by Steven Ertelt
October 24, 2006
Sacramento, CA (LifeNews.com) — Both pro-life and abortion advocates are targeting Hispanic voters, who are traditionally pro-life, in their efforts to campaign on Proposition 85. Each side hopes Hispanics will support their position on whether or not parents should be told when their minor daughter is considering an abortion.
One leading Hispanic religious official says he thinks Latino voters will vote for the measure because they are pro-life and family oriented.
"In the Hispanic community, family is primary," said Father Marcos Gonzales, associate pastor at the Holy Family Church in Glendale. "Parents want to know what is going on in their children’s lives. It’s incomprehensible a child can undergo something so serious and they can be kept out of the loop."
Xochitl Chavez, a Catholic hairdresser who is a Democrat, is the kind of voter both sides want to attract
The mother of a teenage daughter, she told KFSN-TV that most Hispanics oppose abortion.
"Maybe 85 or 90% of Latinos are Catholic and we don’t believe in abortion," she said.
Knowing, that the pro-life group supporting the parental notification measure is reaching out to Latino voters. They have fliers written in Spanish and have done advertising in Spanish-language versions of Catholic newspapers.
Cardinal Roger Mahony of Los Angeles has taped a radio message in Spanish to help the efforts.
But Planned Parenthood, the nation’s largest abortion business and the group leading the campaign against the parental notification effort, is targeting Hispanics as well.
KFSN reports the group has a new television commercial and, though it is not in Spanish, the group is using door-to-door campaign in heavily Hispanic neighborhoods where the commercial is being shown.
Kathy Kneer of Planned Parenthood of California claims that tactic is working to change the minds of Hispanic voters.
She told KFSN that "74% of the end of our conversation at the door say they re going to vote no. So, it’s easy. This is not a hard sell in the Latino community."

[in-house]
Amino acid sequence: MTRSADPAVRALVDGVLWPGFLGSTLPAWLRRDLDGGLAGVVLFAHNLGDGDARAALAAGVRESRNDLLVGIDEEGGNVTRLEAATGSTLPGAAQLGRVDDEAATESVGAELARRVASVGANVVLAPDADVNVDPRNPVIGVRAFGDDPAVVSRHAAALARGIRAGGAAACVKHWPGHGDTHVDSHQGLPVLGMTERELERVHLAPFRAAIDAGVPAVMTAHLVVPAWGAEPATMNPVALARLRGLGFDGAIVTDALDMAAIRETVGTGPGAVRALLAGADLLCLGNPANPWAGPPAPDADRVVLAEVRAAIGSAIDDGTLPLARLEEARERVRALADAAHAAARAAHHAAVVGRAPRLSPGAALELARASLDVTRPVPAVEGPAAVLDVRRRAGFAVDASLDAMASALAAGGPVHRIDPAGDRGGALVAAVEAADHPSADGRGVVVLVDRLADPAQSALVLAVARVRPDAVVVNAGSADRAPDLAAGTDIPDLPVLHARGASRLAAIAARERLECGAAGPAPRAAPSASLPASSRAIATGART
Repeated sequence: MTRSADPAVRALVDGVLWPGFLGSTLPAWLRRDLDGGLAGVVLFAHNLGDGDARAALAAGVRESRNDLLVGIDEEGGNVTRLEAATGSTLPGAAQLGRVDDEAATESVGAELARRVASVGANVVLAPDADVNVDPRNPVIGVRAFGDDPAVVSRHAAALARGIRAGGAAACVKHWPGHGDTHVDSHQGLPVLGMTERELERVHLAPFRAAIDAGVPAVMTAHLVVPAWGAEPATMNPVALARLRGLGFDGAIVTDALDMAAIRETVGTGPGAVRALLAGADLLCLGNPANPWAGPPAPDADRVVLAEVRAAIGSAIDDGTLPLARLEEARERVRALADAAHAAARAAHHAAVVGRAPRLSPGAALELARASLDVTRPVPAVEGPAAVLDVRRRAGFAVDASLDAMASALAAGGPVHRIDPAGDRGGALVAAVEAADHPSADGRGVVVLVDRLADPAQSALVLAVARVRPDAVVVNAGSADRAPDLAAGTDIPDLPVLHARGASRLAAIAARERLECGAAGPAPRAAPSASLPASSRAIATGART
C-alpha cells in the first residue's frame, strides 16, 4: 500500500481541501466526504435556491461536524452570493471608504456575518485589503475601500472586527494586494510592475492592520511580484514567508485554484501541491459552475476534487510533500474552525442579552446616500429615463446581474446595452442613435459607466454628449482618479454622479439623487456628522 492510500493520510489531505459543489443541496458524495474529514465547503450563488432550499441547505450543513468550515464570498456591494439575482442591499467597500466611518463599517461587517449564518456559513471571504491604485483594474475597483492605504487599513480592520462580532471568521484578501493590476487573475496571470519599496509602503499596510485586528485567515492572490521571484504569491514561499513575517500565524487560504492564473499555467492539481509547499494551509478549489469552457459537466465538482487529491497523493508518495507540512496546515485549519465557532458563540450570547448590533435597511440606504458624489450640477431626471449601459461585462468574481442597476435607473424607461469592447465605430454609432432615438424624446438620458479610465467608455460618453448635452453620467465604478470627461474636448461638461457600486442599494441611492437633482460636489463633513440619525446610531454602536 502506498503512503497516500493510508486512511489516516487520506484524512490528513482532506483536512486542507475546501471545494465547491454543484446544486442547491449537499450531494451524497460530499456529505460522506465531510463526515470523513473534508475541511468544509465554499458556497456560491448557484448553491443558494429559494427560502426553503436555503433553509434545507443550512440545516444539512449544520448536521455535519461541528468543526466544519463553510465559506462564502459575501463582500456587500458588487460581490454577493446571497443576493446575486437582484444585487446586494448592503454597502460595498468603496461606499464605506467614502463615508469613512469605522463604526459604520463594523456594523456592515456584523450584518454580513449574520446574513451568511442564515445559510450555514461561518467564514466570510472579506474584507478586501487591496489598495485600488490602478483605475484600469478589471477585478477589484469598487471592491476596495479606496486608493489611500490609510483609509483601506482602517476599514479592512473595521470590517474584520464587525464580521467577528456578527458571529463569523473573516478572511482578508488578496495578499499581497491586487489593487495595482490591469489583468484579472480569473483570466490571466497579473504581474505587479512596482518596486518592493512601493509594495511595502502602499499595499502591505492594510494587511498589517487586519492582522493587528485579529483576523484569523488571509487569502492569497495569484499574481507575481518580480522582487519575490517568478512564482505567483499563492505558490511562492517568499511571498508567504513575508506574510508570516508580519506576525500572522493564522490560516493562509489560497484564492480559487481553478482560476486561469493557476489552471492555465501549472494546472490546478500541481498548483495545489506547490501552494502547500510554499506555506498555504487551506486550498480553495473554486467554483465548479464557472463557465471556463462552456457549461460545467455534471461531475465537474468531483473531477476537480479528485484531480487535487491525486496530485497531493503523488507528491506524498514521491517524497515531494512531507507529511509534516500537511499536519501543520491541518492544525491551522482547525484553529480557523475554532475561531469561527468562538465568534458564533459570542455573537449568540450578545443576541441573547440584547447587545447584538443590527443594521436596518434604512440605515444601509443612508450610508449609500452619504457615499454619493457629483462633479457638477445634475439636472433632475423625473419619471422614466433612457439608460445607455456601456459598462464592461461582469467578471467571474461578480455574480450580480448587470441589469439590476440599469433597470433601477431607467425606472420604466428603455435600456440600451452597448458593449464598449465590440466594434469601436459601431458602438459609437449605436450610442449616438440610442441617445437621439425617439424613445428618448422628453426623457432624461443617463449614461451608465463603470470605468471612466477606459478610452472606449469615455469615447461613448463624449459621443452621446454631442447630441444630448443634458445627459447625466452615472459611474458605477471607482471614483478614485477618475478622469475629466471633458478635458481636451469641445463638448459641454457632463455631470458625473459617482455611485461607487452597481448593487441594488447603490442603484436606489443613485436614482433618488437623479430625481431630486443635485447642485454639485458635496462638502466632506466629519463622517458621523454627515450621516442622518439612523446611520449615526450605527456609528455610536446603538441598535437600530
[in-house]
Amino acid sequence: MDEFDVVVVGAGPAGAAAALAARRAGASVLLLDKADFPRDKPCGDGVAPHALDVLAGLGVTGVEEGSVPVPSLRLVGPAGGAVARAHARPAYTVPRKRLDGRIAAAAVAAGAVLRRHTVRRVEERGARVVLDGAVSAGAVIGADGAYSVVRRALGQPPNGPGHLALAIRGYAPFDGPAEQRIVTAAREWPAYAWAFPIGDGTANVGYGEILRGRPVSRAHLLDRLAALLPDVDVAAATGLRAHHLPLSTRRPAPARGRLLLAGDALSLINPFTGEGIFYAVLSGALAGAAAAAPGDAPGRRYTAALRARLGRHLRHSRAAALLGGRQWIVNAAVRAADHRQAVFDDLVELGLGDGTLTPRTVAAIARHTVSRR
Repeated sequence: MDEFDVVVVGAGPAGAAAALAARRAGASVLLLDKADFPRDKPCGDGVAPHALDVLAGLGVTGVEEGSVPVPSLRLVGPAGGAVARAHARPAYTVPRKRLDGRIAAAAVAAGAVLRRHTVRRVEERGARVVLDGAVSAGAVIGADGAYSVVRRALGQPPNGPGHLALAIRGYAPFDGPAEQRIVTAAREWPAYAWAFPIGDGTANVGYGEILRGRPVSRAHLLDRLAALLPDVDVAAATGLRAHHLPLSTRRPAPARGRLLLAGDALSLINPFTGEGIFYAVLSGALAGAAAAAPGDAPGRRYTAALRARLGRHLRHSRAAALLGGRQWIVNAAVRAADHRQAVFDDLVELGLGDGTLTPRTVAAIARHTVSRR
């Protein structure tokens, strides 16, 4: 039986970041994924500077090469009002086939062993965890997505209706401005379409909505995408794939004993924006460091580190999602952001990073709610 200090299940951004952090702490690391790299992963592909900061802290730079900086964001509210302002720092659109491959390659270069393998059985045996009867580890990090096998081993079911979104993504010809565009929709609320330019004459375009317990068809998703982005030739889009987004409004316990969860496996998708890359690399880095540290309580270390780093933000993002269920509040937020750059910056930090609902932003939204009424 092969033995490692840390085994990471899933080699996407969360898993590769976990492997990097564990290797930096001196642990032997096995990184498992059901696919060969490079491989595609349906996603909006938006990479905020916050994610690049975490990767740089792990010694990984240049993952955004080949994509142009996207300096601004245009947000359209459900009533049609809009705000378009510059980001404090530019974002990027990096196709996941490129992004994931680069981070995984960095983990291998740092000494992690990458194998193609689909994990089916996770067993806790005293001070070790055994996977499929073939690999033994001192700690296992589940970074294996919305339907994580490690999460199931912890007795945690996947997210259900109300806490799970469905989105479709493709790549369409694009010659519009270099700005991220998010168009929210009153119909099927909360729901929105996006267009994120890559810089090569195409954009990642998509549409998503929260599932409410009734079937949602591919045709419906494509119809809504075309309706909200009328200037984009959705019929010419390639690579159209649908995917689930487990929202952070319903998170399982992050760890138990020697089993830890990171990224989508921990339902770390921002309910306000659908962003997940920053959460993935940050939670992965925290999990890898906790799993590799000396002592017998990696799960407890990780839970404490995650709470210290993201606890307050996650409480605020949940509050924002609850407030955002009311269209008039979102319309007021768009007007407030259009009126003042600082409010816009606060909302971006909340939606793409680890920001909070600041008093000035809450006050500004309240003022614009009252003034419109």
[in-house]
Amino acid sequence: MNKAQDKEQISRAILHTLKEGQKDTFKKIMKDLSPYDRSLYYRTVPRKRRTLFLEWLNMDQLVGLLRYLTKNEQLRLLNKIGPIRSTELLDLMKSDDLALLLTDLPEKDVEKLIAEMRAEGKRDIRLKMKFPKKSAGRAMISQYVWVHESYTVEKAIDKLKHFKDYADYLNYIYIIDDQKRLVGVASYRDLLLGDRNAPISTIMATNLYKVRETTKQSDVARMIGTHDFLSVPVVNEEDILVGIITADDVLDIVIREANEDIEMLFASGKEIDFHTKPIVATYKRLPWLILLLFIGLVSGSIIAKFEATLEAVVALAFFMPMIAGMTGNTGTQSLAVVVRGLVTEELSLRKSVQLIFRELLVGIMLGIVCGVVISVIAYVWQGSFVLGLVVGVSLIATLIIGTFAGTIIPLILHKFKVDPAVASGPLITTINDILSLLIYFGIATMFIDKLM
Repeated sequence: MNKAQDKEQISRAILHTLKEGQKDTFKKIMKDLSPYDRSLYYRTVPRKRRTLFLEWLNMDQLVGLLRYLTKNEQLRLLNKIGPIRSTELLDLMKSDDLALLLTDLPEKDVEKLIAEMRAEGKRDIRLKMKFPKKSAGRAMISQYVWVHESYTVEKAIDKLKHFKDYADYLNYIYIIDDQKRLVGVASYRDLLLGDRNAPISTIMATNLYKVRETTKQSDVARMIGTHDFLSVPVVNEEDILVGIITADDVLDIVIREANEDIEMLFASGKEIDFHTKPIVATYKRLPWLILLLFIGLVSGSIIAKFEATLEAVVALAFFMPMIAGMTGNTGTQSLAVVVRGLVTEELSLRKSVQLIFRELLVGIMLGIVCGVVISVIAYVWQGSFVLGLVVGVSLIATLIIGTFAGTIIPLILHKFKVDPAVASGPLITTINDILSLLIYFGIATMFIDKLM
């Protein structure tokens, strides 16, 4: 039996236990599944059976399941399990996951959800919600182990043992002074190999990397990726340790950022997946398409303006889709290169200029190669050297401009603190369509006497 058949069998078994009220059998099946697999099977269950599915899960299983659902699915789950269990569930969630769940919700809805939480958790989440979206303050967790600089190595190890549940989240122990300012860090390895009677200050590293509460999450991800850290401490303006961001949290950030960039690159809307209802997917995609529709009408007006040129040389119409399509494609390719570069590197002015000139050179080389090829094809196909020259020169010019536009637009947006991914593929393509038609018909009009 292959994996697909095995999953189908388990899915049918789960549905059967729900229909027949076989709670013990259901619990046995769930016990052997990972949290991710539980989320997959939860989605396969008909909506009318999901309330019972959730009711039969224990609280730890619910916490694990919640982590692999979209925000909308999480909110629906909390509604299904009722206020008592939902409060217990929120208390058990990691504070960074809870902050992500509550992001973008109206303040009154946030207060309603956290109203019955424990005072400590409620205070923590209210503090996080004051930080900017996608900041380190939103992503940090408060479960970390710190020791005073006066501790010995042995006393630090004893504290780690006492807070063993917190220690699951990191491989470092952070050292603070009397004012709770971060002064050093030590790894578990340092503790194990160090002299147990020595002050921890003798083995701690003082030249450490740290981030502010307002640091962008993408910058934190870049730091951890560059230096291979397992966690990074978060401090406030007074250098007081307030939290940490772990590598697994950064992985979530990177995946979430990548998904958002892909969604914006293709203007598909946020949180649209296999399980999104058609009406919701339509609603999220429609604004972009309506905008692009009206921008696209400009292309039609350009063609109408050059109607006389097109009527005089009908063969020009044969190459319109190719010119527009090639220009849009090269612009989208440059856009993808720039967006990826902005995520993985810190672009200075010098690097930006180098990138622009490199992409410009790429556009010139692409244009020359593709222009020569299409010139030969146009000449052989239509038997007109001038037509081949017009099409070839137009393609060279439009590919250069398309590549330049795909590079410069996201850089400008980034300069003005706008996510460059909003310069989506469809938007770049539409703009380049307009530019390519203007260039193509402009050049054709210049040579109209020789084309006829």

Her organization has launched the "Proteccion y Securidad" — "Protection and Security" campaign and trains pro-abortion Hispanic volunteers to walk local neighborhoods and claim that Proposition 85 will put teenagers at risk.
"Proposition 85 would endanger young Latinas who are afraid of talking to their parents," Planned parenthood literature claims.
But Sister Rosa Gonzales of the Resurrection Church east of downtown Los Angeles, says she sees the opposite view when she talks to Hispanic voters and told the Sacramento Bee that Hispanics are faithful to their pro-life, Catholic beliefs and will support the measure.
Pastor Steve Niskanen of Our Lady Queen of Angels is representative of the liberal, Democratic pro-life views most Hispanics in the Los Angeles area have. He combines pro-life arguments with anti-war ones in his sermons, the Bee reports.
"I mention 85 in the context of a wider net of pro-life issues, including opposition to war and euthanasia," Niskanen says.
According to the Bee, the campaign for prop 85 has raised more than $2.6 million while Planned Parenthood has raised more than $3.8 million to oppose the measure and expects millions more.
A new poll out last week has the California initiative essentially tied because the results are within the margin of error. The new poll, conducted by Datamar Inc., shows 46.3 percent of California residents back Proposition 85 while 45.2 percent opposed it.
The survey shows decline in support for the parental notification proposal from 48.5 to 46.3 percent from a September Datamar poll. Opposition to the measure is up from 42 percent in September.
Other polls have shown a close race as well and an August Field Poll showed voters split 45 to 44 against Proposition 85.